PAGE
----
Sustainable waste management


Recently, Kathmandu Metropolitan City (KMC) published a public notice Encouraging people to separate biodegradable and non-degradable waste before handing it over to collectors. Several people support this idea believing that this will miraculously solve the waste disposal situation in Kathmandu. There is talk of making compost from biodegradable waste, recycling what can be reused and burning the rest. All these ideas sound suitable for waste management, but the million dollar question is whether these waste management ideas for Kathmandu are feasible and viable.

Waste segregation means we need more containers to store different types of waste and more trips to landfills to dispose of it, increasing management costs. Monitoring of sorted municipal waste is complex and not always pure, so biodegradable waste still needs to be separated from contaminants, which can be costly. Composting is a slow process and takes up a lot of space and time. Many composting facilities in Kathmandu have failed due to the lack of a compost market. Waste incineration is similar expensive and consumes a significant amount of energy. The heat from the incinerators can be sold to large industries such as cement factories, but it is necessary to lay a good network of pipes, which is expensive and cumbersome.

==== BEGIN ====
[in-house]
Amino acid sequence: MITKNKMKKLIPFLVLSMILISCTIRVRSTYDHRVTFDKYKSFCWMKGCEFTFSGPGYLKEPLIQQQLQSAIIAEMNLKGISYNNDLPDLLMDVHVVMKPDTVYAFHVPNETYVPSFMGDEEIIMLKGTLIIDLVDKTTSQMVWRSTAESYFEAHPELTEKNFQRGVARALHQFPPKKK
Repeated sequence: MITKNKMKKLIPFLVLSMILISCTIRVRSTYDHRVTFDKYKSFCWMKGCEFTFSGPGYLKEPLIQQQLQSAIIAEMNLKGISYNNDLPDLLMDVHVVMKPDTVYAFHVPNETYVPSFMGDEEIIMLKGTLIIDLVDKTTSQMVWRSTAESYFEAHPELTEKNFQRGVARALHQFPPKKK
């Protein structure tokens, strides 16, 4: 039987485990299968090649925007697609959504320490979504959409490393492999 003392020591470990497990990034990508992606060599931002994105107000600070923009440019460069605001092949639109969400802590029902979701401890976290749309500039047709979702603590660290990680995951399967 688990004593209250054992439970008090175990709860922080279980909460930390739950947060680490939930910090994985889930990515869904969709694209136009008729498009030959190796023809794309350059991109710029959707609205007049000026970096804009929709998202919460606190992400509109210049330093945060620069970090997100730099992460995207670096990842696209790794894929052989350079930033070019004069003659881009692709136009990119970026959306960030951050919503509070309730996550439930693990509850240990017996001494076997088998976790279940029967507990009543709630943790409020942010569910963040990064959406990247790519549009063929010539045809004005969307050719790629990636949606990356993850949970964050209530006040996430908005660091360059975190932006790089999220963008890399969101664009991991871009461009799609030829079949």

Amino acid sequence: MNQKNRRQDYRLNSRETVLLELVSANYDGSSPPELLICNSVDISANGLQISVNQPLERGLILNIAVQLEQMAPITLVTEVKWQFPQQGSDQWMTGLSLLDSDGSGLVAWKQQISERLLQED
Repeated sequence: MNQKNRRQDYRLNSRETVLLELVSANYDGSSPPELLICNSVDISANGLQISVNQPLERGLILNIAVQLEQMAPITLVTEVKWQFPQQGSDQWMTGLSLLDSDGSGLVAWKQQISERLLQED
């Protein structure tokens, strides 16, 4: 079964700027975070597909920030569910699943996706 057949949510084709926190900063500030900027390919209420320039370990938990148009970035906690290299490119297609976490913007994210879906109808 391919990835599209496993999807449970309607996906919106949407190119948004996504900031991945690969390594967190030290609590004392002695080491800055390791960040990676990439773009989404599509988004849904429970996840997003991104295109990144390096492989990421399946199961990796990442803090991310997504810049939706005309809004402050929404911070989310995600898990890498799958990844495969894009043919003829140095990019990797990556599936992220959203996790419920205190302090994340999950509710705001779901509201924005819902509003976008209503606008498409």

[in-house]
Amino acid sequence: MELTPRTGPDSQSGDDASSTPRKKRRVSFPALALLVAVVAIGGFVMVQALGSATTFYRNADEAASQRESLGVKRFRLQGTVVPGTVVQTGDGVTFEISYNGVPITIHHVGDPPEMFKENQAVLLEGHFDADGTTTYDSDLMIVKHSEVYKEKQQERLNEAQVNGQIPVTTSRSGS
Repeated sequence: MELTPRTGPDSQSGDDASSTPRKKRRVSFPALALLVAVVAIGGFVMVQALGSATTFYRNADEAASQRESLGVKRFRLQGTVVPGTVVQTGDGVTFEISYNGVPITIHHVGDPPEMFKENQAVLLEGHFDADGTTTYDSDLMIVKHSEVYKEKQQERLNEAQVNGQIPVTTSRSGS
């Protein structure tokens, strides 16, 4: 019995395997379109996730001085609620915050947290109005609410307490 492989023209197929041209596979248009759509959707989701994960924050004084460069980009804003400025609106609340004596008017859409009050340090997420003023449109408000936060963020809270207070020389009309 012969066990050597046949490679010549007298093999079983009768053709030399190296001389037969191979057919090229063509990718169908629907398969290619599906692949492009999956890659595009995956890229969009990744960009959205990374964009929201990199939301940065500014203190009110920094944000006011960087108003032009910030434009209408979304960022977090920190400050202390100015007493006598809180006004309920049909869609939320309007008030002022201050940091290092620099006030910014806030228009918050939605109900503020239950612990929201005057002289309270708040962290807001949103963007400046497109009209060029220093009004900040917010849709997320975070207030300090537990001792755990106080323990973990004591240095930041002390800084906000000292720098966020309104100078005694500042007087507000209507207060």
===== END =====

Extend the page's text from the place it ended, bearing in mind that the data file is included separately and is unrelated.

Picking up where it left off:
In addition to separating waste at home, KMC needs to consider alternative waste management practices that are appropriate for Kathmandu. Waste management experts have proposed a simple, well-known principle for sustainable waste management: reduce, recover and recycle. These principles will go a long way towards solving the problem of waste management in Kathmandu.

reducing waste

First, we need to understand the waste flow scenario to reduce waste production. Most of the food waste generated in KMC comes from raw or unprocessed food transported from outside the Kathmandu Valley. Encouraging the transportation of ready-to-cook or ready-to-eat food (e.g. peeled and sliced ​​potatoes), vegetables, meat and other produce will prevent a significant amount of food waste from entering the city. For example, 15 percent of a potato becomes waste after it has been peeled and made ready to cook. Kathmandu consumes about 92,000 tons of potatoes per year, producing 14,000 tons of potato skins.

Similarly, Kathmandu consumes 34,000 tons of meat products per year, which means that 20,000 tons of animal waste are produced annually. This can be reduced by bringing processed meat from outside instead of live animals. Many other products come with potential waste, which can be reduced by bringing the processed product home. Transporting ready-to-cook meat instead of live animals reduces waste and eliminates waste product cheaper. The promotion of biowaste consumption at home through rooftop farming needs to be promoted more. It is also important to support window farming in Kathmandu as a significant number of people live in rented rooms or apartments that do not have access to the roof.

recovery and recycling